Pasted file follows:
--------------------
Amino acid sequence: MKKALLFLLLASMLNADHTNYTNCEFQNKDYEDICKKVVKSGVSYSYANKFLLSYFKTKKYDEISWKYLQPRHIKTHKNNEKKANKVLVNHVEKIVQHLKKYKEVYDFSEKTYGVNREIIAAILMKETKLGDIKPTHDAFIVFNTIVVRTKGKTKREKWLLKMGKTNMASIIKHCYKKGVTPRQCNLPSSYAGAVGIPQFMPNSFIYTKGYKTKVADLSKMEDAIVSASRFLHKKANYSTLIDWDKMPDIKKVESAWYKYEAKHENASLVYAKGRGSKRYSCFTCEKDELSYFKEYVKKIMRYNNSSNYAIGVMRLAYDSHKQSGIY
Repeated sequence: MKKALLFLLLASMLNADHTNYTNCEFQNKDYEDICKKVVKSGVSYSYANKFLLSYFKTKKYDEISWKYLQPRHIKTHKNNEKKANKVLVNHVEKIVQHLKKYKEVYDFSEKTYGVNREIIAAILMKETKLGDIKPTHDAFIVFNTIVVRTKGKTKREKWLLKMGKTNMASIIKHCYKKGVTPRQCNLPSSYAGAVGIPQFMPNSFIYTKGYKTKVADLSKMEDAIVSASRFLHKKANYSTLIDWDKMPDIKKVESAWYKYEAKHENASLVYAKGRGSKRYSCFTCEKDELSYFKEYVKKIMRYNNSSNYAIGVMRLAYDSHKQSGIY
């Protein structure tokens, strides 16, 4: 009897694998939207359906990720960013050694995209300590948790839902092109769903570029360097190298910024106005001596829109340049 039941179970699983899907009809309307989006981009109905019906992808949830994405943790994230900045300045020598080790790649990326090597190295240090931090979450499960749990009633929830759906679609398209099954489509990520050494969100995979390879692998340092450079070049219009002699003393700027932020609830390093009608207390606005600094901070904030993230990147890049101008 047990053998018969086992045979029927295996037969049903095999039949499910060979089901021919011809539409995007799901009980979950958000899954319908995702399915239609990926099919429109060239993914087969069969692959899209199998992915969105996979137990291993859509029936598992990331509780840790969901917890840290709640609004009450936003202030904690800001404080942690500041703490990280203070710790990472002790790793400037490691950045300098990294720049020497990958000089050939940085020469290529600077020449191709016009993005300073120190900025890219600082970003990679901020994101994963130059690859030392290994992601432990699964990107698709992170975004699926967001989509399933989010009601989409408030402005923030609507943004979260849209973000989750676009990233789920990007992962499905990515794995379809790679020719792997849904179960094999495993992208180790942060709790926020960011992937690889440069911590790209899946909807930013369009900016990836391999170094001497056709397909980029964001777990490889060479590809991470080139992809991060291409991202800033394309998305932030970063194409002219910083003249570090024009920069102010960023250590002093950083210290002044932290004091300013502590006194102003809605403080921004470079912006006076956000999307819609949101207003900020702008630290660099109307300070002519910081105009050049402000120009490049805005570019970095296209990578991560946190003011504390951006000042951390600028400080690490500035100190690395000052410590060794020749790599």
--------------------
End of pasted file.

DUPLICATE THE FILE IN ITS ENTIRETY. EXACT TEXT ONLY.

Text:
Amino acid sequence: MKKALLFLLLASMLNADHTNYTNCEFQNKDYEDICKKVVKSGVSYSYANKFLLSYFKTKKYDEISWKYLQPRHIKTHKNNEKKANKVLVNHVEKIVQHLKKYKEVYDFSEKTYGVNREIIAAILMKETKLGDIKPTHDAFIVFNTIVVRTKGKTKREKWLLKMGKTNMASIIKHCYKKGVTPRQCNLPSSYAGAVGIPQFMPNSFIYTKGYKTKVADLSKMEDAIVSASRFLHKKANYSTLIDWDKMPDIKKVESAWYKYEAKHENASLVYAKGRGSKRYSCFTCEKDELSYFKEYVKKIMRYNNSSNYAIGVMRLAYDSHKQSGIY
Repeated sequence: MKKALLFLLLASMLNADHTNYTNCEFQNKDYEDICKKVVKSGVSYSYANKFLLSYFKTKKYDEISWKYLQPRHIKTHKNNEKKANKVLVNHVEKIVQHLKKYKEVYDFSEKTYGVNREIIAAILMKETKLGDIKPTHDAFIVFNTIVVRTKGKTKREKWLLKMGKTNMASIIKHCYKKGVTPRQCNLPSSYAGAVGIPQFMPNSFIYTKGYKTKVADLSKMEDAIVSASRFLHKKANYSTLIDWDKMPDIKKVESAWYKYEAKHENASLVYAKGRGSKRYSCFTCEKDELSYFKEYVKKIMRYNNSSNYAIGVMRLAYDSHKQSGIY
């Protein structure tokens, strides 16, 4: 009897694998939207359906990720960013050694995209300590948790839902092109769903570029360097190298910024106005001596829109340049 039941179970699983899907009809309307989006981009109905019906992808949830994405943790994230900045300045020598080790790649990326090597190295240090931090979450499960749990009633929830759906679609398209099954489509990520050494969100995979390879692998340092450079070049219009002699003393700027932020609830390093009608207390606005600094901070904030993230990147890049101008 047990053998018969086992045979029927295996037969049903095999039949499910060979089901021919011809539409995007799901009980979950958000899954319908995702399915239609990926099919429109060239993914087969069969692959899209199998992915969105996979137990291993859509029936598992990331509780840790969901917890840290709640609004009450936003202030904690800001404080942690500041703490990280203070710790990472002790790793400037490691950045300098990294720049020497990958000089050939940085020469290529600077020449191709016009993005300073120190900025890219600082970003990679901020994101994963130059690859030392290994992601432990699964990107698709992170975004699926967001989509399933989010009601989409408030402005923030609507943004979260849209973000989750676009990233789920990007992962499905990515794995379809790679020719792997849904179960094999495993992208180790942060709790926020960011992937690889440069911590790209899946909807930013369009900016990836391999170094001497056709397909980029964001777990490889060479590809991470080139992809991060291409991202800033394309998305932030970063194409002219910083003249570090024009920069102010960023250590002093950083210290002044932290004091300013502590006194102003809605403080921004470079912006006076956000999307819609949101207003900020702008630290660099109307300070002519910081105009050049402000120009490049805005570019970095296209990578991560946190003011504390951006000042951390600028400080690490500035100190690395000052410590060794020749790599």